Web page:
Japanese silver grass (Miscanthus sinensis)

Mary Hirshfeld is Director of Horticulture at Cornell Plantations.

Harris Lilac Collection

‘Variegatus’—Zucker Shrub Collection ‘Rigoletto’—Zucker Shrub Collection ‘Puenktchen’(Pünktchen)—Zucker Shrub Collection ‘Condensatus’— Zucker Shrub Collection

Switch grass (Panicum virgatum) ‘Shenandoah’—Tang parking lot ‘Cheyenne Sky’—Tang parking lot

Little bluestem (Schizachyrium scoparium) Baird, Tang parking lot

Prairie dropseed (Sporbolus heterobolus)

Zucker Shrub Collection, little ponds upslope from Munschauer bench

Fountain grass (Pennisetum alopecuroides)

Zucker Shrub Collection ‘National Arboretum’—Zucker Shrub Collection

Pampas grass (Saccharum ravennae)


Artwork left page: Rosbelle Tanaglia; Untitled. Right page: Joy Jihyun Jeong; ‘Beebe Lake Trail’; Erin Ferro-Murray; ‘Falls’; Jon Atkinson; ‘Ithaca Falls’; Daniel Lee; ‘View’

IMAGES OF Plantations



Students Step Back and Forth in Time to Create Gorge Artwork

IMAGES OF Plantations

For the past three years, Plantations’ director of natural areas Todd Bittner and Cornell art professor Gregory Page have collaborated to help students explore the intersection of art and nature.

A 1915 landscape architect’s proposal for development of Fall Creek Gorge and Cascadilla Glen lured students in Page’s Introduction to Print Media class into those gorges almost 100 years later with cameras and sketchbooks in hand. Before the class ventured onto the trails, Bittner presented Charles N. Lowrie’s 1915 Preliminary

Report for the Development of Fall Creek Gorge and Cascadilla Glen to show the students what the gorges looked like back then and the early20th-century renovations that would make them more accessible and safer for visitors. Bittner had the class imagine themselves as students in 1915 hiking up Cascadilla to class, even getting to Ithaca by train. “I tried to put them in that time and place— integrating art, science, and history,” Bittner says. Over a two-month period, Page’s students traveled in four groups to document different sections of the trails and gorges. Each student then produced three images: a photograph, a photopositive lithographic plate, and a combination image from a traditional lithographic stone and a woodcut relief print.

“The students were thinking about what their section looked like in Lowrie’s photographs, and then over time, how things had changed,” Page says. “They tried to locate where Lowrie took some of his images and stand in those very places and portray what they look like today.” The students depicted a great variety of gorge components in their images, and their images were wide ranging. “They used color and black and white, creating a range of realistic to more subjective approaches,” Page says. He calls the project rigorous, taking a lot of technical skill and time for each student to produce three different images. The class gave consideration to safe access to the gorges. “The spirit of the project—learning about the Lowrie document, the names of the trails and waterfalls, his perspective on the trails’ and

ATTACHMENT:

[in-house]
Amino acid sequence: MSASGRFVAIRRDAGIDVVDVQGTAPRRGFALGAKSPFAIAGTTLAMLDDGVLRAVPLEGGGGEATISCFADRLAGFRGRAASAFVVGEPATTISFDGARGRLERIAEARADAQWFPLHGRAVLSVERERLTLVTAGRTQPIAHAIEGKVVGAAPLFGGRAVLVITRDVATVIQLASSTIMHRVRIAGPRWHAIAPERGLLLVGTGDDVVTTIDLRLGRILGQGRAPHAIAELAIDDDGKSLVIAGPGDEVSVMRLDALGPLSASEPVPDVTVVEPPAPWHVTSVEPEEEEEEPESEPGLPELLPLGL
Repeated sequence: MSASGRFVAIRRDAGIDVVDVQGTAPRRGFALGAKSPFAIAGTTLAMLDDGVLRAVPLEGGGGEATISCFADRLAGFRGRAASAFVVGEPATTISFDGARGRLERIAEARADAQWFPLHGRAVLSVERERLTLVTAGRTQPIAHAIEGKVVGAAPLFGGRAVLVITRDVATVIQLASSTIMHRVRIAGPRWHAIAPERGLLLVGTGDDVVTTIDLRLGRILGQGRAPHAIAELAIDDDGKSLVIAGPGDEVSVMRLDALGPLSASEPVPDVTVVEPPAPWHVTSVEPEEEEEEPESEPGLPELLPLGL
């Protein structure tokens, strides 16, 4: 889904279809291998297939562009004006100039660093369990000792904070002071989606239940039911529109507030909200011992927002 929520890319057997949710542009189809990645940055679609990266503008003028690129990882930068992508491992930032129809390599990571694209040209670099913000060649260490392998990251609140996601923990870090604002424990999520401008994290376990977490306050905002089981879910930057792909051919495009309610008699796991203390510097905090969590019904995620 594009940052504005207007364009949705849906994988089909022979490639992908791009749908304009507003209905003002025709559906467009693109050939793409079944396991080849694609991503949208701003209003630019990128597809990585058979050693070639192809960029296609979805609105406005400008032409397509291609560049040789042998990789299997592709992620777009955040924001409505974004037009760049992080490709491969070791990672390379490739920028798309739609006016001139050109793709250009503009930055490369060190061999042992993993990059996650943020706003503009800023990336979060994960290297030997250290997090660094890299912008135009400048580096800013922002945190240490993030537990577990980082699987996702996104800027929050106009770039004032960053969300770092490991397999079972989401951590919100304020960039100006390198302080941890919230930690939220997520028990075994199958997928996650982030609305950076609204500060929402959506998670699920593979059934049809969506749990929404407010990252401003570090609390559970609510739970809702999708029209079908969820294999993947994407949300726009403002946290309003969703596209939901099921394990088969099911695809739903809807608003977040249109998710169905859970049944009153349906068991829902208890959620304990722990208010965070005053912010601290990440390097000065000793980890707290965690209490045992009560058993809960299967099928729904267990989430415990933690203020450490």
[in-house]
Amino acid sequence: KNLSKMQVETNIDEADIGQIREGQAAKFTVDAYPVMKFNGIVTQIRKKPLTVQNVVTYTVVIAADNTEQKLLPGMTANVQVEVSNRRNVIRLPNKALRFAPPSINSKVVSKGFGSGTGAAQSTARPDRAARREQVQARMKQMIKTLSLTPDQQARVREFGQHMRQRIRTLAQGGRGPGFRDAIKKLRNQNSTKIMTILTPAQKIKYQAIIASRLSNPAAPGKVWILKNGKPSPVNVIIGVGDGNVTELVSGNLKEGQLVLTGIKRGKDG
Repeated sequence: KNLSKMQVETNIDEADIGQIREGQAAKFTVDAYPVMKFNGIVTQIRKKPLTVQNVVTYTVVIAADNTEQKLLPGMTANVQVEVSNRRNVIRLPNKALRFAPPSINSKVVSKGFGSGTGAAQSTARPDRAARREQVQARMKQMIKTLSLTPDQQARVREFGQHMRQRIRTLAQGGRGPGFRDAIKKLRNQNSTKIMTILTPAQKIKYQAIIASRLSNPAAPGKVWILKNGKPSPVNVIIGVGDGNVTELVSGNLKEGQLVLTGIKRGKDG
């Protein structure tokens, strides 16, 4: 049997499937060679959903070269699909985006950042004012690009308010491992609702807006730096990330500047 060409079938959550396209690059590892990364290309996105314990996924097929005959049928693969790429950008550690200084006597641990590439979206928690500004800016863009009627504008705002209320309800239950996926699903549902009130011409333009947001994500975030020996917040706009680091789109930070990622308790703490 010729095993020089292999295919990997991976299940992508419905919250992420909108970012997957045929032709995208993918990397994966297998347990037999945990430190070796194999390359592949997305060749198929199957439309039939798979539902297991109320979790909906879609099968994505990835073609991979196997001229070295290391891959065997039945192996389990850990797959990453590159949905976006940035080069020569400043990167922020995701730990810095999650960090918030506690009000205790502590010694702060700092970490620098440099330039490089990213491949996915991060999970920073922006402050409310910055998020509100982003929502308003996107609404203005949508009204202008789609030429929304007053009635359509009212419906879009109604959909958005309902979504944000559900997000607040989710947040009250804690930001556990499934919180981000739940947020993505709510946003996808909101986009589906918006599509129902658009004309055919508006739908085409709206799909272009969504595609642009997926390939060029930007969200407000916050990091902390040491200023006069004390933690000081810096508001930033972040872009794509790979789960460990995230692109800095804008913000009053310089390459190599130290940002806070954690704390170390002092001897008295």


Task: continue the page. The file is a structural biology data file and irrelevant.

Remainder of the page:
falls’ sublime beauty as a tourist attraction, and his interest in visitors’ safe access—have special relevance today,” Page points out. The students’ artwork exhibit, “Exploring the Fall Creek and Cascadilla Glen Trails and Gorges,” will be displayed in the Nevin Welcome Center lobby this November and December. (See the Spring/Summer 2011 issue of Verdant Views for a story about Page’s 2010 course, Turf: Invasive Species as Art and student works inspired by visits to Plantations’ Edwards Lake Cliffs Natural Area.)

EXHIBIT OPENING RECEPTION Friday, November 9, 6P.M.–9P.M. Nevin Welcome Center 124 Comstock Knoll Road


Nonprofit Org. U.S. Postage PAID Cornell University

One Plantations Road Ithaca, NY 14850-2799 Address service requested

Upcoming Events

at Cornell Plantations

gift shop special Celebrate “Cyber Monday” in real time at Plantations’ Garden Gift Shop

EXHIBITIONS Upcoming art exhibitions in the Nevin Welcome Center.

MONDAY, NOVEMBER 26, 1:00 P.M.TO 6:00 P.M.


This holiday season come check out our unique gift offerings, like handcrafted ornaments, an array of locally sourced gift items, high-quality gardening books, and more!

November 7.

The Garden of Six Friends: Designing CLASSES: a Contemporary East Asian Garden Landscape Your Yard with Native Plants 7:30 p.m. Statler Hall Auditorium, Cornell University

SATURDAY, DECEMBER 1, 10:00 A.M.TO 12:00 P.M.

Landscape For Life 5 SATURDAYS, MARCH 2, 9, 16, 23 & 30, 2013 10:00 A.M.TO 12:00 P.M.

Brian C. Nevin Welcome Center 124 Comstock Knoll Road, Ithaca, NY, 14850 Tuesday–Saturday 11:00 a.m.–4:00 p.m. Closed Sunday and Monday 607-255-2400


Exploring the Fall Creek and Cascadilla Glen Trails and Gorges by Cornell University students Exhibit Opening Reception Friday, November 9 6:00–9:00 p.m.

Visit or call 607-255-2400 for more information about all of our classes, exhibits, tours and events!

Verdant Views Issue 4  

Magazine of Cornell Plantations